Based on word coming out of the team's several weeks of intrasquad scrimmages, the Stanford offense should really be something special.
Mark Marquess refused to call it the most talented lineup he's coached in his 36 seasons on the Farm for fear of upsetting some current Cardinal major leaguers, but he did admit that it "reminds [him] a lot of some of [Stanford's] best teams."
Staff ace Appel, the preseason favorite to win National Pitcher of the Year Honors, says that he's gotten pushed around by the Stanford offensive juggernaut during scrimmages–and that the six runs in three-plus innings he surrendered a couple of weeks ago were not due to poor pitching on his part. "Our guys are absolutely crushing the ball," he said.
Catcher Zach Jones is the only departure from a lineup that churned out 5.4 runs a game last year and is scary from top to bottom. Hitting leader Stephen Piscotty topped the prestigious Cape Cod League with his .349 average this past summer, and left fielder Tyler Gaffney is riding a 22-game hit streak into the season opener, though he'll have to find a way to avoid a cold-hitting start commonly associated with not swinging a baseball bat through fall's football season.
"It's hard to explain being part of this lineup because everyone is such a good hitter," shortstop Kenny Diekroeger said. "There's a certain confidence there, it's a swagger you can't measure."
- No matter how good the Cardinal lineup is, though, Marquess emphasizes that it'll be a moot point if Stanford doesn't pitch effectively.
That means that southpaw Brett Mooneyham is likely the "X" factor in determining this team's success. Mooneyham missed 2011 with a finger injury but says he is back to 100 percent, ready to take on the No. 2 starter spot, behind Appel. The hard-throwing left-hander was dominant in stretches two years ago, and if he can pitch well on Saturdays, Stanford's offense will be tough to match.
- Despite the fact that a huge portion of the 2011 team is returning, two big lineup questions have yet to be answered.
First, there's the catcher's spot, vacating by the graduated Jones, who was a phenomenal defender at the position. Christian Griffiths, converted infielder Eric Smith, and touted freshman Wayne Taylor will all compete for that job. "We may even platoon it all season," Marquess hinted.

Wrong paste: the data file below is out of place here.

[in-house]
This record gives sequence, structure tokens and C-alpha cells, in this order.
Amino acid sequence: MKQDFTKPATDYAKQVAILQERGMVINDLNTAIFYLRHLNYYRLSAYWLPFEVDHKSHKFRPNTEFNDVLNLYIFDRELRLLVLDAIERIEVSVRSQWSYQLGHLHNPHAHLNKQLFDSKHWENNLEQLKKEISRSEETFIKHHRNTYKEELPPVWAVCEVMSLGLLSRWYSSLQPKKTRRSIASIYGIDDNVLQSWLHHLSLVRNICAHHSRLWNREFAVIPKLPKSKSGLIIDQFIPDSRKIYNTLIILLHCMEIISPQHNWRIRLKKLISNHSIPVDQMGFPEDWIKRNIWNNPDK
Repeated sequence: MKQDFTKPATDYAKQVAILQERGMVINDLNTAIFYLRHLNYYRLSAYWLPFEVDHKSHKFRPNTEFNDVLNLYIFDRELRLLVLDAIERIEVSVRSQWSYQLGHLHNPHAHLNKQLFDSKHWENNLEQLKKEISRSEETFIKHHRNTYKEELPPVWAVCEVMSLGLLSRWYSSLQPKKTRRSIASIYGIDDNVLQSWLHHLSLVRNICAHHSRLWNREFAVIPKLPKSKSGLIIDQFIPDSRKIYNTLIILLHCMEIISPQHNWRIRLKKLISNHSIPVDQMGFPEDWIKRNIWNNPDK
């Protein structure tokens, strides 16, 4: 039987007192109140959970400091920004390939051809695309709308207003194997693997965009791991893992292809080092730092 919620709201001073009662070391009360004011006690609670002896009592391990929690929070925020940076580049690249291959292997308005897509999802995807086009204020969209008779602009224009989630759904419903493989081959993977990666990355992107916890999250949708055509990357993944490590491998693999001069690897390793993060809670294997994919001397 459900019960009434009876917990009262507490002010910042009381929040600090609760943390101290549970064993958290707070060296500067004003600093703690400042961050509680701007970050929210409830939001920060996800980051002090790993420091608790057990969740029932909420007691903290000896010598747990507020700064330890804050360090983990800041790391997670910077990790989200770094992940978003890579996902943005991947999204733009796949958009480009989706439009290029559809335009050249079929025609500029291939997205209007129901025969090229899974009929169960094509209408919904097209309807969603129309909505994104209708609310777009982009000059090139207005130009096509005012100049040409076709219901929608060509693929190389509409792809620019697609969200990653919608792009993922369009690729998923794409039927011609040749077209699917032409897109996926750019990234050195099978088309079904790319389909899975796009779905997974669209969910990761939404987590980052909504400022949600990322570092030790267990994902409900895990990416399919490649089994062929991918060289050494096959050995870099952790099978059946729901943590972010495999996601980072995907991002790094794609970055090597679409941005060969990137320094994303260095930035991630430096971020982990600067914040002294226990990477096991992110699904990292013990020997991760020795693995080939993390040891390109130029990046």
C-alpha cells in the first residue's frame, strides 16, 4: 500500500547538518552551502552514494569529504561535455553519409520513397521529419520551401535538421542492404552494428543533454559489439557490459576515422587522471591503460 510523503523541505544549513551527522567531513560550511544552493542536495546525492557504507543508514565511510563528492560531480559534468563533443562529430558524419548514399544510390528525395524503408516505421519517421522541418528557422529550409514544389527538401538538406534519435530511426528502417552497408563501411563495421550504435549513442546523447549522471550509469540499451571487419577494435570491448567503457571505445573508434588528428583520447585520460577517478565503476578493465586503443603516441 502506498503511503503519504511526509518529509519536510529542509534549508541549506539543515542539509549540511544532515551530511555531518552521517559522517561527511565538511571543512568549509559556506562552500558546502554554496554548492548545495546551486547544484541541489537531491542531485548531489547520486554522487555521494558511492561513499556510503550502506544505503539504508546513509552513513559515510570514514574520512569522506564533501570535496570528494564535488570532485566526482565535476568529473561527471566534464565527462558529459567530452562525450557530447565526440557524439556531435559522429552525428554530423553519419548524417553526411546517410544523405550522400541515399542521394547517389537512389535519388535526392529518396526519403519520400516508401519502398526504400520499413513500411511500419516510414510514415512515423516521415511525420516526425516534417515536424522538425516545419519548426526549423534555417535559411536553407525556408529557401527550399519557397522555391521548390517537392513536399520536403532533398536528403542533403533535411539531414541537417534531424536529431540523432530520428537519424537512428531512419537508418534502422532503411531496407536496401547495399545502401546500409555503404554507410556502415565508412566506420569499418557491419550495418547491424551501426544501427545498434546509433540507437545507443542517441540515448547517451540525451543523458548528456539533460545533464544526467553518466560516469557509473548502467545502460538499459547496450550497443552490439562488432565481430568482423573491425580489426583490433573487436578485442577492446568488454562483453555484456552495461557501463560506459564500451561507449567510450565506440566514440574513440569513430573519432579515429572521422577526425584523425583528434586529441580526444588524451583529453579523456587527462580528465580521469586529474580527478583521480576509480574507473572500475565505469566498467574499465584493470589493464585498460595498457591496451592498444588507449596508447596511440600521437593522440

The other void left to be filled is in the closer's spot, which Chris Reed vacated when he the Los Angeles Dodgers named him the sixteenth overall pick in the 2011 MLB Draft. Several names surfaced Wednesday as potential replacements, but the one that always made its way back into the conversation was that of freshman right-hander David Schmidt.
"He throws 89-93 and he has Kevin Brown sink," Mooneyham raved about the newcomer. "He's got that closer's mentality, he just pounds the zone with that pitch and says ‘here it is, hit it.'"
Marquess, though, noted that a decision hasn't yet been reached and that the team will use its tough preseason schedule to allow a closer to surface naturally, much like Reed emerged last year after he was roughed up as a starter during the year's first series.
"Reed moved from starter to closer last year, and that was a pleasant surprise," Marquess said. "If we had been playing a lesser opponent, that wouldn't have happened, and we wouldn't have made that change. So we'll just wait and see again."
John Hochstatter and Spenser Linney, two freshmen lefties, are also causing quite a bit of talk.
- Speaking of Stanford's schedule, it is the toughest in the nation.
No. 10 Vanderbilt, No. 5 Texas, No. 6 Rice, Fresno State, and four Pac-12 teams ranked in the preseason Top 25 will give the Cardinal a run for their money. But there is a sense of relief that, unlike last year, most of the team's series are in Palo Alto.
Vanderbilt, Texas and Rice all visit Sunken Diamond, with Stanford's only preseason road series being a manageable bus ride away at Fresno State.
"That's definitely a good thing," Diekroeger said. "There's not much worse than writing an essay or studying for a midterm in a plane or hotel room."
- Most of all, though, the team cannot wait to tackle the high expectations, take the field and play ball.
"I'm ready to play someone else, because I'm tired of us having to play ourselves," Marquess laughed. "As a coach, you always lose. When you're pitching well in practice games, you think you have no hitters. And when you're hitting well, you think your pitching is bad. It's time to play a real game."
That time will come this Friday at 5:30 p.m.
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